Everything you need to know about teleportation in the real world
The strange phenomenon of quantum entanglement allows scientists to make exact copies of subatomic particles
Teleportation is a concept that’s familiar to most people, thanks to the fictional ‘transporter’ in Star Trek. As its name suggests, the latter is portrayed simply as another form of transport, getting a person from A to B as quickly as possible. But if you think about it, something much weirder is going on. When someone steps onto the transporter pad, they’re completely disintegrated – they cease to exist – and what appears at a remote location isn’t the original person, but an exact copy of them. When real-world scientists use the word teleportation, they’re just as interested in this copying side of the process as the transport one.
In the everyday world, making a passable copy of an object isn’t too difficult. But on the scale of subatomic particles – which is what we’re ultimately all made of – things are much harder. This is the world of quantum physics, and pinning down the exact ‘quantum state’ of a particle is notoriously difficult. The mere act of observing it alters it in an unpredictable way. It’s impossible, in fact, to make an accurate measurement of all of a quantum particle’s properties. But around 20 years ago scientists discovered that, without even looking at a particle, it’s possible to transfer its properties to another particle. That’s what they mean by ‘quantum teleportation’.
The secret lies in a strange-sounding quantum effect called ‘entanglement’, by which two separate particles can share a single quantum state – not in the sense that they’re both the same, but that knowing something about one tells you something about the other. Their properties are quite literally entangled. In quantum teleportation, the particle to be teleported is brought into contact with one half of a pair of entangled particles. The sender then tells the receiver, who has the other half of the entangled pair – even though they may be on the other side of the world – the result of a simple measurement. This allows the receiver to put their particle into an exact duplicate of the original particle’s state – which, as in a Star Trek transporter, no longer exists at the sending end.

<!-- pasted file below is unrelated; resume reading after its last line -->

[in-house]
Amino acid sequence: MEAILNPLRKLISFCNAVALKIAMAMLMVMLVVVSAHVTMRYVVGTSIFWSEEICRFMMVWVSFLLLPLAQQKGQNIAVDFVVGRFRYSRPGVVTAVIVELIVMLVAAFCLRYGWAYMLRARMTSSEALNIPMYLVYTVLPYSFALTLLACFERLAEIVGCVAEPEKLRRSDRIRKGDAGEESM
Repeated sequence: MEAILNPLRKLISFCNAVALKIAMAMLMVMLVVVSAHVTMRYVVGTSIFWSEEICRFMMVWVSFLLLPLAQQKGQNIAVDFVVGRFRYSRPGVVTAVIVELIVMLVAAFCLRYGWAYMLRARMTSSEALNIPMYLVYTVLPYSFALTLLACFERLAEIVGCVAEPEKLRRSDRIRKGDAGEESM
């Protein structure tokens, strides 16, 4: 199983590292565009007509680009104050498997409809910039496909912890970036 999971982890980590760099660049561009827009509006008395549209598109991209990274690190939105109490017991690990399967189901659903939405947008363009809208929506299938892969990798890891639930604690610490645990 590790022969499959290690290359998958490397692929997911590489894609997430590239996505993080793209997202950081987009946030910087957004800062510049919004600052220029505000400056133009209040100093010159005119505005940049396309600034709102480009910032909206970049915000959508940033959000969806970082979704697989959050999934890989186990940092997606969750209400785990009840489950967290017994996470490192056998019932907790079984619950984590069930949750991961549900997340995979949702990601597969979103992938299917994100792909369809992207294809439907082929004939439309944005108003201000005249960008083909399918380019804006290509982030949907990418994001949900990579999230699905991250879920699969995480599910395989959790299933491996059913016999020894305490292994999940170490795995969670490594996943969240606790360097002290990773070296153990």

It may sound like an abstract academic exercise, but quantum teleportation offers enormous practical benefits – not as a revolutionary means of transport, like its sci-fi predecessor, but in the world of quantum computing and quantum communications.
Despite its much smaller scale, quantum teleportation basically functions like a Star Trek transporter. It creates a copy of a particle at a distant location, and erases the original particle’s state. Human beings are just large collections of particles, so in theory it should be possible to teleport them too. But there are insurmountable difficulties. The number of particles involved is over 4 tredecillion – four with 42 zeros after it. There’s no way to handle that amount of data, quite apart from the technical challenge of creating all those entangled pairs of particles. Even if it was physically possible, the philosopher Derek Parfit has argued that a teleported copy wouldn’t be the same as the original person.
How quantum teleportation works
An exact copy of the particle being teleported appears at the receiving end
Why is teleportation important?
At first sight, being able to copy the quantum state of a particle may not look exciting – but it’s hugely significant for the viability of quantum computers. In place of electronic components that are always in one of two states, representing binary digits zero or one, these employ quantum particles that can be in any superposition of these states. The result, called a ‘qubit’, makes quantum computing much more efficient at number-crunching tasks like code-breaking and equation-solving.
There’s a catch though. Qubits, like all quantum states, are destroyed by any attempt to measure them. It’s here that teleportation comes to the rescue, by allowing information to be extracted – and even transmitted to distant locations – without disturbing the system. It’s an intrinsically secure process, too – because once again you can’t observe a quantum particle without changing its state. Trying to eavesdrop on a ‘teleported’ communication will destroy the message.
This article was originally published in How It Works issue 133, written by Andrew May
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